Using TPR to Improve Storytelling

Using TPR to Improve Storytelling

Using TPR in your storytelling will help the stories come alive for your audience and help them become active participants rather than passive listeners. Whether you are a children’s author like me doing book readings for a large audience, or a teacher, parent, grandparent or favorite aunt or uncle, you can improve your storytelling and make the experience more engaging and more fun by using TPR.

What is TPR?

TPR (Total Physical Response) is a teaching method often used in teaching a second language where the whole body is used to teach a concept.  I used this method a lot when I taught English to children in China. In some ways, it’s intuitive, for example, when teaching the word nose, you point to your nose, or when teaching drink, you mime drinking with your hand shaped like a cup.  As an ESL teacher teaching 4-12 year olds in virtual classrooms, I really had to over emphasize my movements so they were clear and easy for my students to see.  I know I looked silly to my family as they saw me with my big, overemphasized movements and gestures, but my students loved it and it really helped! 

Why use TPR in storytelling?

Children love to feel like they are part of the story. I remember my dad would tell us crazy stories when I was little, and we often acted them out as he told them. I loved it! As a children’s author, a big part of my job is doing book readings to groups of kids.  The first time I did a reading for my first book I Can Sleep When the Wind Blows, it was at a library and there were about 25 children and their parents. I was nervous. I sat in my chair and read my story. I used different voices, but I didn’t use any TPR. It was a flop. I started to doubt myself. Maybe my story isn’t very good? Maybe it just isn’t a good story to read aloud to small children?  I didn’t do another reading for a few months.  In the meantime, I was waking up at 3 am (yes you read that right!) to teach English to my adorable students in China and I was making the phrase “a cup of milk” so fun they were giggling and really enjoying themselves.  Finally, the lightbulb clicked. (To be fair it, I might have been extra slow from lack of sleep. Two years of teaching at 3 am will do that to you lol.)  I realized that the problem wasn’t my book, it was me. I wasn’t getting the kids involved with my story.  They were passive listeners, not active participants.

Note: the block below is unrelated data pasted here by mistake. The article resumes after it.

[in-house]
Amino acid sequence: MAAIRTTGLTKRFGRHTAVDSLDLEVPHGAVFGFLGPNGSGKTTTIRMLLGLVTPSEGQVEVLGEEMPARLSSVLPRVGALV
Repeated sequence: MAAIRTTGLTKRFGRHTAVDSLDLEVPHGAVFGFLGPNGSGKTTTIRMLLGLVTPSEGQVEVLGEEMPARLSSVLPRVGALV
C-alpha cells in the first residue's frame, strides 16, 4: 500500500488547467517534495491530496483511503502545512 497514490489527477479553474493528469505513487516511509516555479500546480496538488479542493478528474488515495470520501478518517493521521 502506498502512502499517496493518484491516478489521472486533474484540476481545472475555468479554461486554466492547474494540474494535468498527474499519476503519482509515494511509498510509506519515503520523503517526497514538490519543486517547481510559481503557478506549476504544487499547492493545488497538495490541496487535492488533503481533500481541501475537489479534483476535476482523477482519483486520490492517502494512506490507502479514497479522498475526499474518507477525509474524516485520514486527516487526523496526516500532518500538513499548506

The next time I read my book, I Can Sleep When the Wind Blows, I used TPR. When Jim said he could sleep when the wind blows, I had all of the kids move put their arms out and blow like the wind while waving their arms.  When the farmer was confused, I had them all show me what it looks like when they are confused.  When Jim was sleeping, we all laid on the floor to pretend like we were sleeping too and had a contest to see how loud we could snore. It was so much fun! The kids loved it! I loved it! And guess what? The parents loved it too! Now, I use TPR in all of my readings. I feel confident that the kids will love it and stay engaged and I am invited back to read again and again. 


How do you do it?

TPR is not something that comes easy to everyone.  I took a whole college class on the subject. It’s ok if it doesn’t feel natural at first. Just imagine me sitting in my office at 3 am waving my arms and making huge, exaggerated gestures lol. That was good practice for virtual visits though. Here are some practical tips to help you get started:

  1. Anytime the main character has an action, act it out. If he ran, move your feet, and pump your arms like you are running. If he is eating, get out your imaginary fork and pretend like you are eating too.
  2. With TPR, bigger is better. Big movements get a bigger impact. You might feel silly at first, but you will get over it when the kids are doing it with you and having fun!
  3. Use props! Props are fun and really add a lot to the experience for kids. You might have a puppet, or stuffed animal, or it might e something more basic. When I taught English as a second language, my most popular prop was a big pink toilet brush from the Dollar Tree that looks like a toothbrush. I haven’t found one of my books that it works with yet, but I will. The Dollar Tree is a great place to get props.
  4. Whenever possible, let the kids get loud! Acting out a thunderstorm is so much more fun when you can loudly crack like lightning and roar like thunder! When their bodies make big movements, their mouths want to make big sounds. If you can’t be loud, try a “loud whisper”. Let the kids have a contest to see who can “look the loudest” while being very quiet.  That is a fun game to play, and the kids have a lot of fun.  You can also win friends with parents by telling the kids to practice this at home.
  5. TPR is perfect for those new vocabulary words. There are bound to be words in any story that are unfamiliar to your audience, these are great times to use your body and your props to teach the meaning. As an ESL teacher I can promise you that almost every word can be taught through TPR. Some might take some creativity, but you can do it and Google is your friend.
  6. Don’t take yourself too seriously. The more you can relax and have fun, the more fun it will be for the kids. Give yourself permission to look ridiculous.

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